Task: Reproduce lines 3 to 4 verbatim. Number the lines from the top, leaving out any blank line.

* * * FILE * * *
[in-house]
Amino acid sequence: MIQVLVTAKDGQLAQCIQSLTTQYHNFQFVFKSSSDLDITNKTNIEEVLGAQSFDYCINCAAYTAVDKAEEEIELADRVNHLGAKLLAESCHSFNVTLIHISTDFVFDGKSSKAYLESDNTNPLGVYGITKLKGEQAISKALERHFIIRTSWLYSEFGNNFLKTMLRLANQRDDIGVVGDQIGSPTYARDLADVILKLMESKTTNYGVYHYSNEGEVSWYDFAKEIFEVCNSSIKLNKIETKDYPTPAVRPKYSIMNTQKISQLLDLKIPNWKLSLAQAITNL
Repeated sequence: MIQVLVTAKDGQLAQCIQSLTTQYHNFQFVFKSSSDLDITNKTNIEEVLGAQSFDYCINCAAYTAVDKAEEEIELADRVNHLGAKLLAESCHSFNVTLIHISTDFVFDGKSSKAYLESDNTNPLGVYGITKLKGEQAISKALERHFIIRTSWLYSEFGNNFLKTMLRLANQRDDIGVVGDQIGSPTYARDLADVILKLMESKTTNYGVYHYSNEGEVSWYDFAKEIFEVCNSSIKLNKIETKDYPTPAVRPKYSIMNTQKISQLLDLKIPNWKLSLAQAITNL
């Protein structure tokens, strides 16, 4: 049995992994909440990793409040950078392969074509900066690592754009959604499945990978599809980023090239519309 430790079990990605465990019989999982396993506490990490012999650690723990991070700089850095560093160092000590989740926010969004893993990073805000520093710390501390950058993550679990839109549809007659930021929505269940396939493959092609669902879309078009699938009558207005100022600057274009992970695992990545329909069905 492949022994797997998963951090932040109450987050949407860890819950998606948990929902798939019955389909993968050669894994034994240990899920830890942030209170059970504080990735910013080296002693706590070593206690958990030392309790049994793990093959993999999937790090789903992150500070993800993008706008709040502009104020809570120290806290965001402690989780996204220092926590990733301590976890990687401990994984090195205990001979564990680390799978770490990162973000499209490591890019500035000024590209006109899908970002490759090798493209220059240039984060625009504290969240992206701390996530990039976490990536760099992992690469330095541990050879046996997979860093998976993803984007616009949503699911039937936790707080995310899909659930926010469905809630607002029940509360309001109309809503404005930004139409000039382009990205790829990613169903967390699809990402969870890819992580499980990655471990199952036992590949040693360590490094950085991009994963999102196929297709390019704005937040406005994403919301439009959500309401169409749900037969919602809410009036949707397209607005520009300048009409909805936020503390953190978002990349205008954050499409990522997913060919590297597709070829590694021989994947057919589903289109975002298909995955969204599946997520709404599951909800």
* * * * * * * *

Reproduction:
Repeated sequence: MIQVLVTAKDGQLAQCIQSLTTQYHNFQFVFKSSSDLDITNKTNIEEVLGAQSFDYCINCAAYTAVDKAEEEIELADRVNHLGAKLLAESCHSFNVTLIHISTDFVFDGKSSKAYLESDNTNPLGVYGITKLKGEQAISKALERHFIIRTSWLYSEFGNNFLKTMLRLANQRDDIGVVGDQIGSPTYARDLADVILKLMESKTTNYGVYHYSNEGEVSWYDFAKEIFEVCNSSIKLNKIETKDYPTPAVRPKYSIMNTQKISQLLDLKIPNWKLSLAQAITNL
């Protein structure tokens, strides 16, 4: 049995992994909440990793409040950078392969074509900066690592754009959604499945990978599809980023090239519309 430790079990990605465990019989999982396993506490990490012999650690723990991070700089850095560093160092000590989740926010969004893993990073805000520093710390501390950058993550679990839109549809007659930021929505269940396939493959092609669902879309078009699938009558207005100022600057274009992970695992990545329909069905 492949022994797997998963951090932040109450987050949407860890819950998606948990929902798939019955389909993968050669894994034994240990899920830890942030209170059970504080990735910013080296002693706590070593206690958990030392309790049994793990093959993999999937790090789903992150500070993800993008706008709040502009104020809570120290806290965001402690989780996204220092926590990733301590976890990687401990994984090195205990001979564990680390799978770490990162973000499209490591890019500035000024590209006109899908970002490759090798493209220059240039984060625009504290969240992206701390996530990039976490990536760099992992690469330095541990050879046996997979860093998976993803984007616009949503699911039937936790707080995310899909659930926010469905809630607002029940509360309001109309809503404005930004139409000039382009990205790829990613169903967390699809990402969870890819992580499980990655471990199952036992590949040693360590490094950085991009994963999102196929297709390019704005937040406005994403919301439009959500309401169409749900037969919602809410009036949707397209607005520009300048009409909805936020503390953190978002990349205008954050499409990522997913060919590297597709070829590694021989994947057919589903289109975002298909995955969204599946997520709404599951909800």